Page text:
Of necessity, Wang’s script massively simplifies the 500-plus page novel, but it also ends short (in 1938 as a Japanese plane attacks the village), omitting the post-WW2 civil war and creating a different ending. By then, however, the political background to the narrative, which remains strong during the movie’s first half, has almost disappeared, as well as at least one interesting character – rebellious son-turned-Communist Lu Zhaopeng, well played by Guo Tao 郭涛, an actor more often seen in comic roles. In its place, the last hour of the film is dominated by the character of outsider Tian Xiao’e and her sexual shennanigans, which completely throw off the balance of the movie.
As his first four films with actress (and onetime partner) Yu Nan 余男 proved, Wang, 46, is an especially good director of women; and the lynx-eyed Zhang Yuqi 张雨绮 (CJ7 长江7号, 2008; The Butcher, the Chef and the Swordsman 刀见笑, 2010), now his wife [later divorced, in 2015], is very good as the convention-busting Tian Xiao’e. But structurally, the focus on her character – the only major female role in the movie – to the detriment of other roles and of outside political events takes the film down a cul-de-sac from which it never really emerges.
Other actors are equally well cast and played, with Zhang Fengyi 张丰毅 bringing his commanding physical presence to the role of the Bai clan leader, who remains firm to his traditional Confucian principles amid major changes. Also registering strongly are Duan Yihong 段奕宏, as Lu Heiwa, the political hothead son of the Lu family, and Wu Gang 吴刚 as a duplicitous village mayor. As Bai Xiaowen, the son of the Bai family who also becomes involved with Tian Xiao’e during her husband Lu Heiwa’s absence, Cheng Taishen 成泰燊 is okay but not so strongly drawn.
German d.p. Lutz Reitemeier, who’s shot all of Wang’s films apart from his debut feature Lunar Eclipse 月蚀 (1999), delivers typically cool colours for the changeable Shaanxi landscape (for scenes of winter, drought and abundant cornfields) and moody, dark interiors for the homes and houses. And production design by the excellent Huo Tingxiao 霍廷霄 (Hero 英雄, 2002; Wheat 麦田, 2009; Aftershock 唐山大地震, 2010) and costumes by Ma Defan 马德帆 (Red Firecracker, Green Firecracker 炮打双灯, 1994; Under the Hawthorn Tree 山楂树之恋, 2010) have an impressively real look and feel. Both reflect the movie’s often salty dialogue – largely in Shaanxi dialect, with some standard Mandarin – and its frank, though visually non-explicit, approach to sex. The latter was a notable feature of the original novel, though the movie has nothing that hasn’t appeared in several other peasant sagas.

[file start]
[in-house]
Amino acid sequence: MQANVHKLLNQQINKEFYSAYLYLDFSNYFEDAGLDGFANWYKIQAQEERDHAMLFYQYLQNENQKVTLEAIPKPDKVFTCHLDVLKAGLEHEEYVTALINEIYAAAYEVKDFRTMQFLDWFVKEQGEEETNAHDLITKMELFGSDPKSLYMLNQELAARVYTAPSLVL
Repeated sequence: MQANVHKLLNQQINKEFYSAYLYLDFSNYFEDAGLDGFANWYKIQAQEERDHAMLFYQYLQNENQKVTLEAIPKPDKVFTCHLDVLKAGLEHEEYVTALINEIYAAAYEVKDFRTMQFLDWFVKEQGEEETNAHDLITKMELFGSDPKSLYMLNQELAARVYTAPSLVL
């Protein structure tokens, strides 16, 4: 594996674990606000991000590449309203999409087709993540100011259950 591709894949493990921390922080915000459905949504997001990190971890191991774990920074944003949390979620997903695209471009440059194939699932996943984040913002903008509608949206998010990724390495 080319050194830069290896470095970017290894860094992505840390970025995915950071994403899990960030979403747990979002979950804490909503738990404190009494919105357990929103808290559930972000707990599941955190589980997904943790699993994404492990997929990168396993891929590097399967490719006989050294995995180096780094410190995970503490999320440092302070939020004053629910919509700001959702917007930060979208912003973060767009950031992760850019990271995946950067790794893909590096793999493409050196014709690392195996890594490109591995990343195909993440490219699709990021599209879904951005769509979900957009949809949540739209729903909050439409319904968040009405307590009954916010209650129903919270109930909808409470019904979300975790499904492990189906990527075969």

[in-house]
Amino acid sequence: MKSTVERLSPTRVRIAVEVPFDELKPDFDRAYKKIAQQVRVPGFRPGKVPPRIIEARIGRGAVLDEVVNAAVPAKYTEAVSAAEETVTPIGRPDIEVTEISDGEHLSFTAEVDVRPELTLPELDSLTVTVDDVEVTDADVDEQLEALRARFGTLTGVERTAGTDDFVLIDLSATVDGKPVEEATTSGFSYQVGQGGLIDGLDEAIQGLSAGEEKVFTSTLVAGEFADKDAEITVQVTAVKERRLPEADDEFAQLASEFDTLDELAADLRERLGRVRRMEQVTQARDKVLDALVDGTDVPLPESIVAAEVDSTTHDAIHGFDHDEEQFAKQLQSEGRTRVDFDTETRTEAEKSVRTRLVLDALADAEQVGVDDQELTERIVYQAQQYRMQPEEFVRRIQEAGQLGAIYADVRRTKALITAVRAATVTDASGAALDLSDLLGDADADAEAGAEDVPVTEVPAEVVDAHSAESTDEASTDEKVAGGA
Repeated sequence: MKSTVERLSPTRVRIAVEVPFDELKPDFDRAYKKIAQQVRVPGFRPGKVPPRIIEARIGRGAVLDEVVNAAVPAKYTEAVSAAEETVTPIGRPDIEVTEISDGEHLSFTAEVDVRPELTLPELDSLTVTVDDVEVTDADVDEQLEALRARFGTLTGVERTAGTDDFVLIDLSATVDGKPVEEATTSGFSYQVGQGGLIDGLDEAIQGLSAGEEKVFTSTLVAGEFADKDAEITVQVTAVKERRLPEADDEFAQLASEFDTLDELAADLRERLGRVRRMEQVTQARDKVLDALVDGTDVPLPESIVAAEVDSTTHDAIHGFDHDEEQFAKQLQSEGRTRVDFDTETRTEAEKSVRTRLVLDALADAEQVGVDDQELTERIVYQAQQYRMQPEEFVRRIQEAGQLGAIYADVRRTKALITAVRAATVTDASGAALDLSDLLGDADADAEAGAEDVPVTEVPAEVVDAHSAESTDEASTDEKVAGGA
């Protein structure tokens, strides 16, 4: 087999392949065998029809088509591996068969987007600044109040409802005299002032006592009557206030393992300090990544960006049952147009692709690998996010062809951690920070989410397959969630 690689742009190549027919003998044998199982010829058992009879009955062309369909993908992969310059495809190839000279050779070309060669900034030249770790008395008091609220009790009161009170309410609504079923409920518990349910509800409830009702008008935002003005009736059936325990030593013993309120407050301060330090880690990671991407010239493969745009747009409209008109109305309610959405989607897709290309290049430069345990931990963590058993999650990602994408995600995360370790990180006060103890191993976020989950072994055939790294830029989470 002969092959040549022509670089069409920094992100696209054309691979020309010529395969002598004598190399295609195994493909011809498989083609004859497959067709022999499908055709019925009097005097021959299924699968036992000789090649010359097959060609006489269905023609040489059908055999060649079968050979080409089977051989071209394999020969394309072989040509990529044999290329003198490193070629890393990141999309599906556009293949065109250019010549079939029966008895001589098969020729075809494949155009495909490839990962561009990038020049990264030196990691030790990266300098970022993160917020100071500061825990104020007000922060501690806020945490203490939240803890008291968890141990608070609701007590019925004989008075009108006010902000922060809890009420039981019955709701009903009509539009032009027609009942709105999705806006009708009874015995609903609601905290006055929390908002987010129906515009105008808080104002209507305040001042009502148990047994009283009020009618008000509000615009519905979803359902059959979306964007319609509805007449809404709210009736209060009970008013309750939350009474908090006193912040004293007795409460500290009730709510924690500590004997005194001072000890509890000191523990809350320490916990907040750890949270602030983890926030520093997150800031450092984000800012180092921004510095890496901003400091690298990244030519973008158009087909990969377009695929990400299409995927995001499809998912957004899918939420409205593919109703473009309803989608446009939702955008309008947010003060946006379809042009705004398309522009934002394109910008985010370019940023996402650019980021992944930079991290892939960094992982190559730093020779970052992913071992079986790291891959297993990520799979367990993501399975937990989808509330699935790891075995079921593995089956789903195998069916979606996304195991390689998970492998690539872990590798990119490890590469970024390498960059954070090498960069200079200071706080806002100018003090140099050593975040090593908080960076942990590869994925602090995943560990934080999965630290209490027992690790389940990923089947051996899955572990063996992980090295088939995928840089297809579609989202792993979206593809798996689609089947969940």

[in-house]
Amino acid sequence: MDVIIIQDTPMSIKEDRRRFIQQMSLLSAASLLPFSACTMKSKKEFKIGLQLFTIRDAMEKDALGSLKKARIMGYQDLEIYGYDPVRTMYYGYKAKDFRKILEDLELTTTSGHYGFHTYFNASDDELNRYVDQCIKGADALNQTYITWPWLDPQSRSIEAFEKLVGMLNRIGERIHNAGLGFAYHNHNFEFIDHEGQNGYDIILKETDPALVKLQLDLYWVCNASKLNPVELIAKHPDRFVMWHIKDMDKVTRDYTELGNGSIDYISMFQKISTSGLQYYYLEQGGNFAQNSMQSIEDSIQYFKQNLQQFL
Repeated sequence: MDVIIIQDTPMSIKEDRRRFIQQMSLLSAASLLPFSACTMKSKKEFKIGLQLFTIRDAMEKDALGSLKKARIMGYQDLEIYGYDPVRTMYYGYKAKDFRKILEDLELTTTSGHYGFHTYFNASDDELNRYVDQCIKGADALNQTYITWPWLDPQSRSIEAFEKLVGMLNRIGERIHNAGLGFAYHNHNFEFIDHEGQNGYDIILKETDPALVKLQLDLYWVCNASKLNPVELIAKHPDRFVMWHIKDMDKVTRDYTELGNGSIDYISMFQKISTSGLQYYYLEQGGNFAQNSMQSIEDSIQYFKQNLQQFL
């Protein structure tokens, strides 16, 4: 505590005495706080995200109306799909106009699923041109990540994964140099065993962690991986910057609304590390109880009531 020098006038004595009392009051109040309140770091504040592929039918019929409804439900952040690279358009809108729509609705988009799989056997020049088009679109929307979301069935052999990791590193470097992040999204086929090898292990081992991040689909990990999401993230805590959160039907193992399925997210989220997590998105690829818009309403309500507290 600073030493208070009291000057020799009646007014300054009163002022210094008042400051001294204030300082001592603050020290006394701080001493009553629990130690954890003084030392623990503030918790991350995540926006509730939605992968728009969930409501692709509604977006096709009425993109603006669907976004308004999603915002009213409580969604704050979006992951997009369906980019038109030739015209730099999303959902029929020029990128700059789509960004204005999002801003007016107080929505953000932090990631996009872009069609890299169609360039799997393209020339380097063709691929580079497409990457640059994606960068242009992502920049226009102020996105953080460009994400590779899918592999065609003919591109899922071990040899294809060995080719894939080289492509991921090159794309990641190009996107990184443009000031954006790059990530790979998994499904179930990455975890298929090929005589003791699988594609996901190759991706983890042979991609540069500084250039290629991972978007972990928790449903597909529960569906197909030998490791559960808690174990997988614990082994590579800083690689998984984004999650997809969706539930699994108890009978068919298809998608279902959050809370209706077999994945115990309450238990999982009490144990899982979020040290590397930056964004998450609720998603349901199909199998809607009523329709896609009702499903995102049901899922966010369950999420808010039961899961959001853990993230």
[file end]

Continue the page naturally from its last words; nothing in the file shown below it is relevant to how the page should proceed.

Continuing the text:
Though noted Mainland composer Zhao Jiping 赵季平 (who scored the early movies of Zhang Yimou, Chen Kaige 陈凯歌 and He Ping 何平, among many) is credited with providing the music, the film essentially has none, apart from occasional local songs – a major pity, as a good score would have helped enormously to create some emotional engagement and give the film some shape. The film’s bumpy structure shows signs of tinkering during its lengthy post-production, both by Wang (credited as editor) and by requests for changes by SARFT. As of late last year, the film was reportedly around 210 minutes long; billed for its Berlinale world premiere as 188 minutes, it actually screened in a 165-minute version. As it stands at present, the film would actually work better in a radically shorter cut of around two hours, or a much longer one of well over three. [The film was subsequently cut by a further 11 minutes, to 154, for Mainland release. The version reviewed here is the 165-minute Berlin premiere one.]
The Chinese title literally means “White Deer Plain” but plays on the names of the two main families (Bai 白, literally “white”, and Lu 鹿, literally “deer”). It’s another weakness of the script that the divisions between the families don’t come over a strong dramatic driver. On a technical level, and in the performances, White Deer Plain is never less than a professional piece of film-making; but its parts just don’t add up to an involving or suitably epic adaptation of the original material.
Presented by Shaanxi Bai Lu Yuan Film (CN), Lightshades Film Productions (CN), Xi’an Movie & TV Production (CN), Western Film Group (CN). Produced by Bai Lu Yuan Film (CN).
Script: Wang Quan’an. Novel: Chen Zhongshi. Photography: Lutz Reitemeier. Editing: Wang Quan’an. Music: Zhao Jiping. Production design: Huo Tingxiao. Costume design: Ma Defan. Sound: Yang Xin, Lou Yatou, Wang Changrui. Special effects: Wang Bingliang.
Cast: Zhang Fengyi (Bai Jiaxuan), Zhang Yuqi (Tian Xiao’e), Wu Gang (Lu Zilin, town mayor), Liu Wei (Lu San), Duan Yihong (Lu Heiwa, Lu San’s son), Cheng Taishen (Bai Xiaowen, son of Bai Jiaxuan), Guo Tao (Lu Zhaopeng), Xu Huanshan (Master Guo), Zhang Dehang (Tian Fuxian), Cao Xi’an (Yang, platoon leader), Yang Junjie (young Lu Heiwa), Yang Chen Jiayu (young Bai Xiaowen), Yang Zexin (young Lu Zhaopeng).
Premiere: Berlin Film Festival (Competition), 15 Feb 2012.
Release: China, 15 Sep 2012.
(Review originally published on Film Business Asia, 17 Feb 2012.)